Entry in Parallel Programming with .NET blog "Most Common Performance Issues in Parallel Programs" and recent article in MSDN ".NET Matters: False Sharing" have attracted my attention. Basically they both suggest to eliminate false sharing. Wrong! Wrong! Wrong! It's not the whole truth, so to say. So if authors were under oath in the virtual IT court, they would have to be arrested. Fortunately they weren't under oath :)
The first thing one has to say in that context is:
Second thing one has to say in that context is:
Points 1 and 2 can be aggregated as:
1+2. Do pay attention to data layout. This was important in the 60's. This is even more important in the multicore era.
Only after that one can also add:
3. Sometimes sharing can show up when you are not expecting it, i.e false sharing. This is important to eliminate false sharing too... etceteras... [insert here contents of False Sharing article]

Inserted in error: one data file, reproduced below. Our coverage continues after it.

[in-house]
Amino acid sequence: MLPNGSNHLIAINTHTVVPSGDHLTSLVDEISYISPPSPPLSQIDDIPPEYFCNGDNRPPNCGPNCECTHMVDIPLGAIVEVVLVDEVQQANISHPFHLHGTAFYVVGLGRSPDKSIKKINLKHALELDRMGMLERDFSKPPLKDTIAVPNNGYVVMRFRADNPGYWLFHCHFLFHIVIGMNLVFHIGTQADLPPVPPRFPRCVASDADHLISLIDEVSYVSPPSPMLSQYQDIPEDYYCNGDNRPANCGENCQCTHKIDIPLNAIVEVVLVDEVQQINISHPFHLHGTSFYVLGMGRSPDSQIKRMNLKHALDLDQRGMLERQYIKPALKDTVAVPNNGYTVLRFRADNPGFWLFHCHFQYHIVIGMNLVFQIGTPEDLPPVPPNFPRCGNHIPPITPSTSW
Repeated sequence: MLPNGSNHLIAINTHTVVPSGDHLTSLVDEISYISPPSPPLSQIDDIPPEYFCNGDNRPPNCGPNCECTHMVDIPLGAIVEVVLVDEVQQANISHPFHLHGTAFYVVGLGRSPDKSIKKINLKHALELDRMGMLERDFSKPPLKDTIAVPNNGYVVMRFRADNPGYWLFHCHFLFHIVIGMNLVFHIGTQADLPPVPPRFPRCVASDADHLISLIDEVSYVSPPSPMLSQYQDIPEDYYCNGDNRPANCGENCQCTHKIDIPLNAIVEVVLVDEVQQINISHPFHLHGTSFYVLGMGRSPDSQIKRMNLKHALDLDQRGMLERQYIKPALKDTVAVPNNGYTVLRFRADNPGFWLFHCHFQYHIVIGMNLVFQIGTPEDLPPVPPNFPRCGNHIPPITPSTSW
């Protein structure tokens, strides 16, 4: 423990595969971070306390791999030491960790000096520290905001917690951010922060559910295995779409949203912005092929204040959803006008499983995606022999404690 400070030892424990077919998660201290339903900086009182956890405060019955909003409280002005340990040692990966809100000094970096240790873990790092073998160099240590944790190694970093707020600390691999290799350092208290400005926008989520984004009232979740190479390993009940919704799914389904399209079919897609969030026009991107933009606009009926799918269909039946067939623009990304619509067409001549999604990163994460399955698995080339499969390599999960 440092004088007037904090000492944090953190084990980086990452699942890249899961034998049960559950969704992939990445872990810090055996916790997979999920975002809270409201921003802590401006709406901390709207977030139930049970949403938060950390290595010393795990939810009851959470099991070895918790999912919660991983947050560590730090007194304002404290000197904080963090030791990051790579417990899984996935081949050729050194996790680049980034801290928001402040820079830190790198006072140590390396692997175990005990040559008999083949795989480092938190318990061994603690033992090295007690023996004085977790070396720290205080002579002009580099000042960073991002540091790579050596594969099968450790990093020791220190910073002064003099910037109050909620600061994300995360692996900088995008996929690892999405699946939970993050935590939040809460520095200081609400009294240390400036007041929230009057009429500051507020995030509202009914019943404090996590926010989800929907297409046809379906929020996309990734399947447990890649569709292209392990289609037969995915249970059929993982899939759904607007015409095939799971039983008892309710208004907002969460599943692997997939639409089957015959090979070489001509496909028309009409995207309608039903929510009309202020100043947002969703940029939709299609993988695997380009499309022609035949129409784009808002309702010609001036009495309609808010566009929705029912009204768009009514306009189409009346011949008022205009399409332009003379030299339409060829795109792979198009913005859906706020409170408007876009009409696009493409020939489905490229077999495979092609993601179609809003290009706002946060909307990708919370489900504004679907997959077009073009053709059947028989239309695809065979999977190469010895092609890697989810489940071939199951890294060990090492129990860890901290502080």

If one says only point 3, well, it's basically senseless. And sometimes it can even hurt.
Let's consider simple example:
What does naive programmer think about it? Hmmm... Let's see... I use "fast" non-blocking interlocked operations. Good!... Hmmm... False sharing. Let's see... Hmmm... Here is no false sharing. Good! So my program fully conforms to recommendations of experts.
Rubbish! It's a dead-slow, completely non-scalable program.
Now let's apply consistent rules to the example. First of all we have to do something like this:
It's good distributed design. When we need aggregate number of operations we just sum up all thread local counters.
Only at this point we can remember about false-sharing and put the final touches to the code:
Ok, this distributed version is also fast and scalable. It has linear scalability and can be faster up to 100x on modern multi-core hardware as compared with original version.
So, point 1+2 is a kind of general rule, while point 3 is just a refinement to them.
Why people don't say the whole truth? I don't know. I don't beleive that authors don't aware of the problem. Maybe they think that it's obvious. The practice shows that it's not...
Now you may move to the following applied sections: